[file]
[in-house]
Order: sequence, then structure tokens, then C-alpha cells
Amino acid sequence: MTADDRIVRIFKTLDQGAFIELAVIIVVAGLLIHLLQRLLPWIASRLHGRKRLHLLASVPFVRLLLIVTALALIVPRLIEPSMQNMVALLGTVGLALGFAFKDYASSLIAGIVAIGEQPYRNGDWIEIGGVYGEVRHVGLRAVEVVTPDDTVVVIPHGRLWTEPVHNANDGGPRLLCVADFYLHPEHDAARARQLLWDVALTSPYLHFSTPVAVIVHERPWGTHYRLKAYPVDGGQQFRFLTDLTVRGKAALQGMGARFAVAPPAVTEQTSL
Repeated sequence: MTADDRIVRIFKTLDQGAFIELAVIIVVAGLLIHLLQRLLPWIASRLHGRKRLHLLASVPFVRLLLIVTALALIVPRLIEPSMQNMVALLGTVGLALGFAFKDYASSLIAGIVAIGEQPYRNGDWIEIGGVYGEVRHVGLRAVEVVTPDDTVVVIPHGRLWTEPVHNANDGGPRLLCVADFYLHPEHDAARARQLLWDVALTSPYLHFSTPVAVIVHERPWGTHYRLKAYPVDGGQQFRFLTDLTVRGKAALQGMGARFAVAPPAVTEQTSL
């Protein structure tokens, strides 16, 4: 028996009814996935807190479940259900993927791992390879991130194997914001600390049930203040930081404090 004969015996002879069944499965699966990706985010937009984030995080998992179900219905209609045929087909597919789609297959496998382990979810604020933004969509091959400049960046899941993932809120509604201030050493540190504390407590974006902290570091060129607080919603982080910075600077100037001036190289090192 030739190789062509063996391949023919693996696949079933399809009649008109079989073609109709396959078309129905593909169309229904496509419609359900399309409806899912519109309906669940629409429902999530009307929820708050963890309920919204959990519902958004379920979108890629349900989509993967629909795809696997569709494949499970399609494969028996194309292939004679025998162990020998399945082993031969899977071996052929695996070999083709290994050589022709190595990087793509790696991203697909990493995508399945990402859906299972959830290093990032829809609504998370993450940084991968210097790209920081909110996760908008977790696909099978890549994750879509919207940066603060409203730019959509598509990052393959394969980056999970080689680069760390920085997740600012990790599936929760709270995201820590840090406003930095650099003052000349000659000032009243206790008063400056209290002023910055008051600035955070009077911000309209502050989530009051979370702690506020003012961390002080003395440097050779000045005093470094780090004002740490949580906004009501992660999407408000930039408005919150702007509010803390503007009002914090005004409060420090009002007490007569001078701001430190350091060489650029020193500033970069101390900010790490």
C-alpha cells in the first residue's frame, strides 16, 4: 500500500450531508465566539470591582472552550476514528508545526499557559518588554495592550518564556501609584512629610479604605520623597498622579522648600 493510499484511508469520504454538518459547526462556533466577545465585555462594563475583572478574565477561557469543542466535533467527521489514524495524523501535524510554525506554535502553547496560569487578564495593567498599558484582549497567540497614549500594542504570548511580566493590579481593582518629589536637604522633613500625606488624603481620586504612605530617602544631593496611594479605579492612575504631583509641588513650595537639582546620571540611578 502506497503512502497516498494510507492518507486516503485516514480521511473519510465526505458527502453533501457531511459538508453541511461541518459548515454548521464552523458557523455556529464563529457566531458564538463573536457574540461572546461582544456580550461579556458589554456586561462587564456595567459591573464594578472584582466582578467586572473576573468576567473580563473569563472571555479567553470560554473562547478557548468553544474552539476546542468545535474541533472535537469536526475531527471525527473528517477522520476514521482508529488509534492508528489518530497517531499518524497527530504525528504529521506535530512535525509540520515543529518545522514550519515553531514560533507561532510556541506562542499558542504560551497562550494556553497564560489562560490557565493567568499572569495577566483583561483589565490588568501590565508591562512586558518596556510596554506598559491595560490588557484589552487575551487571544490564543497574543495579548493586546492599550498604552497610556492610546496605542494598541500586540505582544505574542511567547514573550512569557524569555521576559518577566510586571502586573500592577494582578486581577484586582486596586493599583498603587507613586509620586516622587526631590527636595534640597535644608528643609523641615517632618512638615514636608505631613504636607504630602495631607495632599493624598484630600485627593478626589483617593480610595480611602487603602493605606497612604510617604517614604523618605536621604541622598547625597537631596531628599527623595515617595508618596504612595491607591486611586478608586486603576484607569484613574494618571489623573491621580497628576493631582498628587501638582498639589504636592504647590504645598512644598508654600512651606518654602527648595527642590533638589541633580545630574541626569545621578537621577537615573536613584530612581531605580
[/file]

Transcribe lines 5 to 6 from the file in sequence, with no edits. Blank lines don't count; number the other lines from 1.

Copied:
């Protein structure tokens, strides 16, 4: 028996009814996935807190479940259900993927791992390879991130194997914001600390049930203040930081404090 004969015996002879069944499965699966990706985010937009984030995080998992179900219905209609045929087909597919789609297959496998382990979810604020933004969509091959400049960046899941993932809120509604201030050493540190504390407590974006902290570091060129607080919603982080910075600077100037001036190289090192 030739190789062509063996391949023919693996696949079933399809009649008109079989073609109709396959078309129905593909169309229904496509419609359900399309409806899912519109309906669940629409429902999530009307929820708050963890309920919204959990519902958004379920979108890629349900989509993967629909795809696997569709494949499970399609494969028996194309292939004679025998162990020998399945082993031969899977071996052929695996070999083709290994050589022709190595990087793509790696991203697909990493995508399945990402859906299972959830290093990032829809609504998370993450940084991968210097790209920081909110996760908008977790696909099978890549994750879509919207940066603060409203730019959509598509990052393959394969980056999970080689680069760390920085997740600012990790599936929760709270995201820590840090406003930095650099003052000349000659000032009243206790008063400056209290002023910055008051600035955070009077911000309209502050989530009051979370702690506020003012961390002080003395440097050779000045005093470094780090004002740490949580906004009501992660999407408000930039408005919150702007509010803390503007009002914090005004409060420090009002007490007569001078701001430190350091060489650029020193500033970069101390900010790490």
C-alpha cells in the first residue's frame, strides 16, 4: 500500500450531508465566539470591582472552550476514528508545526499557559518588554495592550518564556501609584512629610479604605520623597498622579522648600 493510499484511508469520504454538518459547526462556533466577545465585555462594563475583572478574565477561557469543542466535533467527521489514524495524523501535524510554525506554535502553547496560569487578564495593567498599558484582549497567540497614549500594542504570548511580566493590579481593582518629589536637604522633613500625606488624603481620586504612605530617602544631593496611594479605579492612575504631583509641588513650595537639582546620571540611578 502506497503512502497516498494510507492518507486516503485516514480521511473519510465526505458527502453533501457531511459538508453541511461541518459548515454548521464552523458557523455556529464563529457566531458564538463573536457574540461572546461582544456580550461579556458589554456586561462587564456595567459591573464594578472584582466582578467586572473576573468576567473580563473569563472571555479567553470560554473562547478557548468553544474552539476546542468545535474541533472535537469536526475531527471525527473528517477522520476514521482508529488509534492508528489518530497517531499518524497527530504525528504529521506535530512535525509540520515543529518545522514550519515553531514560533507561532510556541506562542499558542504560551497562550494556553497564560489562560490557565493567568499572569495577566483583561483589565490588568501590565508591562512586558518596556510596554506598559491595560490588557484589552487575551487571544490564543497574543495579548493586546492599550498604552497610556492610546496605542494598541500586540505582544505574542511567547514573550512569557524569555521576559518577566510586571502586573500592577494582578486581577484586582486596586493599583498603587507613586509620586516622587526631590527636595534640597535644608528643609523641615517632618512638615514636608505631613504636607504630602495631607495632599493624598484630600485627593478626589483617593480610595480611602487603602493605606497612604510617604517614604523618605536621604541622598547625597537631596531628599527623595515617595508618596504612595491607591486611586478608586486603576484607569484613574494618571489623573491621580497628576493631582498628587501638582498639589504636592504647590504645598512644598508654600512651606518654602527648595527642590533638589541633580545630574541626569545621578537621577537615573536613584530612581531605580